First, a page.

Promoting Lifelong Healthy Eating: An Overview. CDCs Guidelines for School Health Programs.Report as inadecuate

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This publication describes the importance of promoting healthy eating habits among school-age children, discussing the benefits of healthy eating (e.g., prevents child and adolescent health problems and health problems later in life) and noting the consequences of unhealthy eating (e.g., hungry childen are more likely to have behavioral, emotional, and academic problems at school, and not having breakfast can affect intellectual performance). Research shows that most young people eat too much fat, only one in five eats the recommended daily five servings of fruits and vegetables, the average calcium intake of adolescent girls is insufficient, and one in five adolescents regularly skips breakfast. Schools are ideally suited to give students the skills and support they need to adopt healthy eating behaviors for life. Seven recommendations from the Centers for Disease Control and Prevention for ensuring a quality school program to promote lifelong health eating include: seek input from all school community members to develop a coordinated school nutrition policy; provide nutrition education through activities that are fun, participatory, developmentally appropriate, and culturally relevant; and coordinate school food service with nutrition education and other components of school health programs to reinforce messages about healthy eating. (SM)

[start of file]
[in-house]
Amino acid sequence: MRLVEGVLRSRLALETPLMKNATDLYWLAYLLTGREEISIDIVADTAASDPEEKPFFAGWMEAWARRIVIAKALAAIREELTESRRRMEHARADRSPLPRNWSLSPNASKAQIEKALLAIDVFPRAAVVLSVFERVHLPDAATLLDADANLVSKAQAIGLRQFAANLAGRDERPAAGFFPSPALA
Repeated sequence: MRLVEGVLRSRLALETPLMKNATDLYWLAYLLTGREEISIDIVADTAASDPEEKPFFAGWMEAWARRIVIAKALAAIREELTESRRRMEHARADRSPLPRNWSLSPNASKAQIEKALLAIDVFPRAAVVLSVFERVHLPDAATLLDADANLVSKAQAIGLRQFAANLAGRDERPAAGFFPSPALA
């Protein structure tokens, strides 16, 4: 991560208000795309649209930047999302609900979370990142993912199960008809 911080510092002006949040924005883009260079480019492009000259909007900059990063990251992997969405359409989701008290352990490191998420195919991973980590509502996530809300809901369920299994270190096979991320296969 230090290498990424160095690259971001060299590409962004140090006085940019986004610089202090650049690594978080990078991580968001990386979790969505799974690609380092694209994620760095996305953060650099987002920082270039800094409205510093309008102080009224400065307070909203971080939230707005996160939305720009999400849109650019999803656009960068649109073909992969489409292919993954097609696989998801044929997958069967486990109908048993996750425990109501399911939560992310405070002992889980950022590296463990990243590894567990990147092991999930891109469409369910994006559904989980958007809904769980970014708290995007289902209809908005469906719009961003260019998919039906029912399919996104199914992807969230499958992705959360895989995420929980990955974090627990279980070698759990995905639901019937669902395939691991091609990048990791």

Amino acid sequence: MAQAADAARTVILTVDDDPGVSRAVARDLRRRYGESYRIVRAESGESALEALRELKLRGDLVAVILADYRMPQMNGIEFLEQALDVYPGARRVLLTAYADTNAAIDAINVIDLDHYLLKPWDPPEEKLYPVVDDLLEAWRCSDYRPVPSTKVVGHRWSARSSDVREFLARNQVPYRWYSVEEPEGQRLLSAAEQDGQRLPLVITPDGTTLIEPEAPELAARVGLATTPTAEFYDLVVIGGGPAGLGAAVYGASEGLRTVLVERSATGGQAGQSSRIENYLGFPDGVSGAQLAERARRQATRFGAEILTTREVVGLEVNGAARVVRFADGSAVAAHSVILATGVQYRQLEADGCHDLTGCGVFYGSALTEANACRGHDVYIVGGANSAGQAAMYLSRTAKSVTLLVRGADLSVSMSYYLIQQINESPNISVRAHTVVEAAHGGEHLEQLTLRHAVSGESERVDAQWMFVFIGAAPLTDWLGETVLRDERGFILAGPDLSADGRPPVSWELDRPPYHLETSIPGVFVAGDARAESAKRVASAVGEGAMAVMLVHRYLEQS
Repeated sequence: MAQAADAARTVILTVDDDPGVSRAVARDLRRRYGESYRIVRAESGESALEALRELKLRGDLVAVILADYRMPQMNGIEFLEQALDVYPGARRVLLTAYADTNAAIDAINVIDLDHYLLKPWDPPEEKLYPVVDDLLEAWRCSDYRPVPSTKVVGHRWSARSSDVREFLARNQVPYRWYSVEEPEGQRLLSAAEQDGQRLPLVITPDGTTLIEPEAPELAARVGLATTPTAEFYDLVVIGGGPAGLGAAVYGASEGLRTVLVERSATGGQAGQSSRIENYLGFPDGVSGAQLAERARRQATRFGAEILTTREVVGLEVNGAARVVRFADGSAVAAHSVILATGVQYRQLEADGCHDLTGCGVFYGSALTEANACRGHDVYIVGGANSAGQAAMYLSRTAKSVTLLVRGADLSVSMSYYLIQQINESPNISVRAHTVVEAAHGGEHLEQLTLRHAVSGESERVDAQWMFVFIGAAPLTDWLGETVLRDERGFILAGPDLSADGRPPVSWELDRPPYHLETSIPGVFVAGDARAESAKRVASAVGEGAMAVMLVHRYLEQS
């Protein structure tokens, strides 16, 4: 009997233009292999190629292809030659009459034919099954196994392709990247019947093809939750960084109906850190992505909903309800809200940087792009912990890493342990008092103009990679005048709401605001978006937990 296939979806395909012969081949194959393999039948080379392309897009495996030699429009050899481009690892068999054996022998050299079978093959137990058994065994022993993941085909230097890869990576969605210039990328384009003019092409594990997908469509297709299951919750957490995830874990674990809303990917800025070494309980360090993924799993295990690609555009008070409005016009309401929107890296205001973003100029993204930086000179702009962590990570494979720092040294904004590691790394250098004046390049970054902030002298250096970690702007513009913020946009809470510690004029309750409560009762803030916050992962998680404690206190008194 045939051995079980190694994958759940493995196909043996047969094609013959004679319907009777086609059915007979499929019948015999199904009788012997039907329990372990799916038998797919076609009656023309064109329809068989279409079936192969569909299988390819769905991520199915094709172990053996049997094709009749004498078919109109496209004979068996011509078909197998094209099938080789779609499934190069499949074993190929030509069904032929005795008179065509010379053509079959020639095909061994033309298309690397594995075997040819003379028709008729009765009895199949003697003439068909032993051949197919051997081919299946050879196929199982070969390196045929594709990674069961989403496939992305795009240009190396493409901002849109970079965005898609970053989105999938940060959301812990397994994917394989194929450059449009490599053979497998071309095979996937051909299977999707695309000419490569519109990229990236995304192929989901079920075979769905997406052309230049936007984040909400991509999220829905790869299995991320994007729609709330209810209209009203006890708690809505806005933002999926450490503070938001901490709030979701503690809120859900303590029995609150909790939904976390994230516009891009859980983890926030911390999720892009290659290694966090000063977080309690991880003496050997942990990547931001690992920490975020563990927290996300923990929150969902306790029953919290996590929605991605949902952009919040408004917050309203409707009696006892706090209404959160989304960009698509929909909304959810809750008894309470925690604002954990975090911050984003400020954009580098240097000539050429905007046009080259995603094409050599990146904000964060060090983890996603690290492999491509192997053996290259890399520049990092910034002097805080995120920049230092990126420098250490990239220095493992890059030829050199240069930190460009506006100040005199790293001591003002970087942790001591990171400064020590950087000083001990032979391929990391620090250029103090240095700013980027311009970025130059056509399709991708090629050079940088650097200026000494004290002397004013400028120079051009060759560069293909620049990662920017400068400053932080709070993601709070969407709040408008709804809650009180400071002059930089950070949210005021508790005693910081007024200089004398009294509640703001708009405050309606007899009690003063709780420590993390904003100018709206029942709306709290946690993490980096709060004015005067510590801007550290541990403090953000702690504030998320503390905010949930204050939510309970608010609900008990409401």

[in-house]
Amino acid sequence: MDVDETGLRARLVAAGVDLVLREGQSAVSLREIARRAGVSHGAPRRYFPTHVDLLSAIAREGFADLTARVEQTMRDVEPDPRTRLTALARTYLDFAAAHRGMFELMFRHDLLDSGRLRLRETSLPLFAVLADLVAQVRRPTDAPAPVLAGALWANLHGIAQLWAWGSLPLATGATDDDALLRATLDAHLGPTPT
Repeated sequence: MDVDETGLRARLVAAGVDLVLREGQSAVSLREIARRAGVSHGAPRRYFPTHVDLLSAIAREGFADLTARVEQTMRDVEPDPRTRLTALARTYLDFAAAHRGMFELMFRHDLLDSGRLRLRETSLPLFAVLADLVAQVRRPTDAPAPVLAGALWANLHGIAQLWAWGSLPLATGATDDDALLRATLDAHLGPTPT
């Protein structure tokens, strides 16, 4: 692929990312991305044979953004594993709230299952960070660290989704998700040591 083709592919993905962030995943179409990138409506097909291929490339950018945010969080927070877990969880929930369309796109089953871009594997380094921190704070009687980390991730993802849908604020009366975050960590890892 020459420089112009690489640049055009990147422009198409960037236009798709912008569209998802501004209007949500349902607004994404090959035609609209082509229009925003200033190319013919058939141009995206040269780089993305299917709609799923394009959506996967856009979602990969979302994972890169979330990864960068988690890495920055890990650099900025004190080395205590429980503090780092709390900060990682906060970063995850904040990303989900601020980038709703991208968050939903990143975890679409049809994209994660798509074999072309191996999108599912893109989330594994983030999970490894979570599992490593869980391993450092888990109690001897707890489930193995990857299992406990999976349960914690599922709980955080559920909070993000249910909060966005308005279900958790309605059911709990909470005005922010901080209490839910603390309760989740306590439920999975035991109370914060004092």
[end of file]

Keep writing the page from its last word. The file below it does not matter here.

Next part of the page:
Descriptors: Child Development, Child Health, Comprehensive School Health Education, Eating Habits, Elementary Secondary Education, Health Promotion, Nutrition

Centers for Disease Control and Prevention, Division of Adolescent and School Health, ATTN: Resource Room, 4770 Buford Highway, Mailstop K-32, Atlanta, GA 30341-3717. Tel: 770-488-3168; Fax: 888-282-7681 (Toll Free); e-mail: ccdinifo[at] For full text:

Author: Center for Chronic Disease Prevention and Health Promotion DHHS-CDC, Atlanta, GA. Adolescent and School Health Div.


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